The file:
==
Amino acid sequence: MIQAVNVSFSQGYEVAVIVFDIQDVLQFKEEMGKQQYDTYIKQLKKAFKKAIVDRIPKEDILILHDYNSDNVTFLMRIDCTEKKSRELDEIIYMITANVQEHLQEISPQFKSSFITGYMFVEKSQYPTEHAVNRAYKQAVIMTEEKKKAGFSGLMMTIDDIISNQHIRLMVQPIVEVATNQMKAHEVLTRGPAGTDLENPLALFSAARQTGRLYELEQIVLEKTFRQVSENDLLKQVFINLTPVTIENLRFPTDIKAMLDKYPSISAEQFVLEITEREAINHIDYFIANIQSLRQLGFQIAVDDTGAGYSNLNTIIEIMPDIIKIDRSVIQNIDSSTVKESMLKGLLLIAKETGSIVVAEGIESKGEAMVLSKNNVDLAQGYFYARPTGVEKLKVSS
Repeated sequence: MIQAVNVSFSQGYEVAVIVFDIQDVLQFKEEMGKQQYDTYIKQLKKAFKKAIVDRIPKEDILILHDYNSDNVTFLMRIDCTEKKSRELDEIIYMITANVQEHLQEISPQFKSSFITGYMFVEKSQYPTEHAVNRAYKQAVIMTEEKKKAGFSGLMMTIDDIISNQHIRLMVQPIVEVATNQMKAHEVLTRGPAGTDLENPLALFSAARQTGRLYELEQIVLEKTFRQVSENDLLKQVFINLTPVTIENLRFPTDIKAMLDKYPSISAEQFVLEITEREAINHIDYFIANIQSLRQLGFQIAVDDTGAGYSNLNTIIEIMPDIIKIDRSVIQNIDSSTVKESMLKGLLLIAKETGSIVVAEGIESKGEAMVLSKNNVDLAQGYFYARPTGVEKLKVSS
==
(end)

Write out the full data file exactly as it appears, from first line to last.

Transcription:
Amino acid sequence: MIQAVNVSFSQGYEVAVIVFDIQDVLQFKEEMGKQQYDTYIKQLKKAFKKAIVDRIPKEDILILHDYNSDNVTFLMRIDCTEKKSRELDEIIYMITANVQEHLQEISPQFKSSFITGYMFVEKSQYPTEHAVNRAYKQAVIMTEEKKKAGFSGLMMTIDDIISNQHIRLMVQPIVEVATNQMKAHEVLTRGPAGTDLENPLALFSAARQTGRLYELEQIVLEKTFRQVSENDLLKQVFINLTPVTIENLRFPTDIKAMLDKYPSISAEQFVLEITEREAINHIDYFIANIQSLRQLGFQIAVDDTGAGYSNLNTIIEIMPDIIKIDRSVIQNIDSSTVKESMLKGLLLIAKETGSIVVAEGIESKGEAMVLSKNNVDLAQGYFYARPTGVEKLKVSS
Repeated sequence: MIQAVNVSFSQGYEVAVIVFDIQDVLQFKEEMGKQQYDTYIKQLKKAFKKAIVDRIPKEDILILHDYNSDNVTFLMRIDCTEKKSRELDEIIYMITANVQEHLQEISPQFKSSFITGYMFVEKSQYPTEHAVNRAYKQAVIMTEEKKKAGFSGLMMTIDDIISNQHIRLMVQPIVEVATNQMKAHEVLTRGPAGTDLENPLALFSAARQTGRLYELEQIVLEKTFRQVSENDLLKQVFINLTPVTIENLRFPTDIKAMLDKYPSISAEQFVLEITEREAINHIDYFIANIQSLRQLGFQIAVDDTGAGYSNLNTIIEIMPDIIKIDRSVIQNIDSSTVKESMLKGLLLIAKETGSIVVAEGIESKGEAMVLSKNNVDLAQGYFYARPTGVEKLKVSS